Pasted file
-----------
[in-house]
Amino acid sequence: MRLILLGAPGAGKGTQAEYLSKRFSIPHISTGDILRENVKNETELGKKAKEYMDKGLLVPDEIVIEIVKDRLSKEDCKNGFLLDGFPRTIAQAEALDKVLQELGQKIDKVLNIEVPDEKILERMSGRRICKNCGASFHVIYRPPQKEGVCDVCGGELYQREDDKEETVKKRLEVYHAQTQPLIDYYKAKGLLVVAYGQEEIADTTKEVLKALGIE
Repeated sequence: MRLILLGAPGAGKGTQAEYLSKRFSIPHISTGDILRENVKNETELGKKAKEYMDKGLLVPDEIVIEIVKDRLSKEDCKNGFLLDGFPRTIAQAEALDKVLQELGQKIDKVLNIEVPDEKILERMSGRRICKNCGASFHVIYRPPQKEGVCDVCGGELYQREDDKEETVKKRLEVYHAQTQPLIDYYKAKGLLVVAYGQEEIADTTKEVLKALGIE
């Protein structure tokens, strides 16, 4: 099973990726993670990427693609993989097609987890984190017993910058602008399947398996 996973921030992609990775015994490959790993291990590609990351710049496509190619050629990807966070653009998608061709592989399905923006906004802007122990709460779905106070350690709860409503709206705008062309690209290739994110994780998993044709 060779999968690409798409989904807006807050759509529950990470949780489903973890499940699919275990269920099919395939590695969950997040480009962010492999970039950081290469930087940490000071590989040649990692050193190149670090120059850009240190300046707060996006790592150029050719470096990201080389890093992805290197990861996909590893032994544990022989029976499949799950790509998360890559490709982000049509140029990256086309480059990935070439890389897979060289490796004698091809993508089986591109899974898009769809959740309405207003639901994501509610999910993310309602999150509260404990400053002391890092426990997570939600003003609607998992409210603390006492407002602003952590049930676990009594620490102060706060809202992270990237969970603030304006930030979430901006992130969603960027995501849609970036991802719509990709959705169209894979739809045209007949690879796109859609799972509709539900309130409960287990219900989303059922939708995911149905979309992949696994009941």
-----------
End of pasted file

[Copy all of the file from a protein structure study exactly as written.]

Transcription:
[in-house]
Amino acid sequence: MRLILLGAPGAGKGTQAEYLSKRFSIPHISTGDILRENVKNETELGKKAKEYMDKGLLVPDEIVIEIVKDRLSKEDCKNGFLLDGFPRTIAQAEALDKVLQELGQKIDKVLNIEVPDEKILERMSGRRICKNCGASFHVIYRPPQKEGVCDVCGGELYQREDDKEETVKKRLEVYHAQTQPLIDYYKAKGLLVVAYGQEEIADTTKEVLKALGIE
Repeated sequence: MRLILLGAPGAGKGTQAEYLSKRFSIPHISTGDILRENVKNETELGKKAKEYMDKGLLVPDEIVIEIVKDRLSKEDCKNGFLLDGFPRTIAQAEALDKVLQELGQKIDKVLNIEVPDEKILERMSGRRICKNCGASFHVIYRPPQKEGVCDVCGGELYQREDDKEETVKKRLEVYHAQTQPLIDYYKAKGLLVVAYGQEEIADTTKEVLKALGIE
């Protein structure tokens, strides 16, 4: 099973990726993670990427693609993989097609987890984190017993910058602008399947398996 996973921030992609990775015994490959790993291990590609990351710049496509190619050629990807966070653009998608061709592989399905923006906004802007122990709460779905106070350690709860409503709206705008062309690209290739994110994780998993044709 060779999968690409798409989904807006807050759509529950990470949780489903973890499940699919275990269920099919395939590695969950997040480009962010492999970039950081290469930087940490000071590989040649990692050193190149670090120059850009240190300046707060996006790592150029050719470096990201080389890093992805290197990861996909590893032994544990022989029976499949799950790509998360890559490709982000049509140029990256086309480059990935070439890389897979060289490796004698091809993508089986591109899974898009769809959740309405207003639901994501509610999910993310309602999150509260404990400053002391890092426990997570939600003003609607998992409210603390006492407002602003952590049930676990009594620490102060706060809202992270990237969970603030304006930030979430901006992130969603960027995501849609970036991802719509990709959705169209894979739809045209007949690879796109859609799972509709539900309130409960287990219900989303059922939708995911149905979309992949696994009941």